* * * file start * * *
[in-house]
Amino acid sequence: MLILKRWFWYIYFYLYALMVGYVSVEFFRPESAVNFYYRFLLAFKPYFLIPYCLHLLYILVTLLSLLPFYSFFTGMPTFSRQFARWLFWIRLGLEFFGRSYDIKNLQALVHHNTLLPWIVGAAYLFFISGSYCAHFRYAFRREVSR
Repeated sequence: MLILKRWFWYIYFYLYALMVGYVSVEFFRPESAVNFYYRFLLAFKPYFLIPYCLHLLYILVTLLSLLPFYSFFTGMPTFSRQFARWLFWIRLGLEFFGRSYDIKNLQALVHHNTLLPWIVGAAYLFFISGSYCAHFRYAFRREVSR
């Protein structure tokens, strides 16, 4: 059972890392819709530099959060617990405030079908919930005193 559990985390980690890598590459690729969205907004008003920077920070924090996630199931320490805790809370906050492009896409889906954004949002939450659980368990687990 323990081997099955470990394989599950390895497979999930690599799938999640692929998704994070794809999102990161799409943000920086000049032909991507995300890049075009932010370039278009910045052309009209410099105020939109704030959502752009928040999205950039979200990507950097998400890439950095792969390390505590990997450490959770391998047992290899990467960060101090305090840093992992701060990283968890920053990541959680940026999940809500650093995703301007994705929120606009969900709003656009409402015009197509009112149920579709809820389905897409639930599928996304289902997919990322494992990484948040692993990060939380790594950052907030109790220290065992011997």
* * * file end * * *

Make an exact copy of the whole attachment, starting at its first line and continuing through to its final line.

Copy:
[in-house]
Amino acid sequence: MLILKRWFWYIYFYLYALMVGYVSVEFFRPESAVNFYYRFLLAFKPYFLIPYCLHLLYILVTLLSLLPFYSFFTGMPTFSRQFARWLFWIRLGLEFFGRSYDIKNLQALVHHNTLLPWIVGAAYLFFISGSYCAHFRYAFRREVSR
Repeated sequence: MLILKRWFWYIYFYLYALMVGYVSVEFFRPESAVNFYYRFLLAFKPYFLIPYCLHLLYILVTLLSLLPFYSFFTGMPTFSRQFARWLFWIRLGLEFFGRSYDIKNLQALVHHNTLLPWIVGAAYLFFISGSYCAHFRYAFRREVSR
């Protein structure tokens, strides 16, 4: 059972890392819709530099959060617990405030079908919930005193 559990985390980690890598590459690729969205907004008003920077920070924090996630199931320490805790809370906050492009896409889906954004949002939450659980368990687990 323990081997099955470990394989599950390895497979999930690599799938999640692929998704994070794809999102990161799409943000920086000049032909991507995300890049075009932010370039278009910045052309009209410099105020939109704030959502752009928040999205950039979200990507950097998400890439950095792969390390505590990997450490959770391998047992290899990467960060101090305090840093992992701060990283968890920053990541959680940026999940809500650093995703301007994705929120606009969900709003656009409402015009197509009112149920579709809820389905897409639930599928996304289902997919990322494992990484948040692993990060939380790594950052907030109790220290065992011997």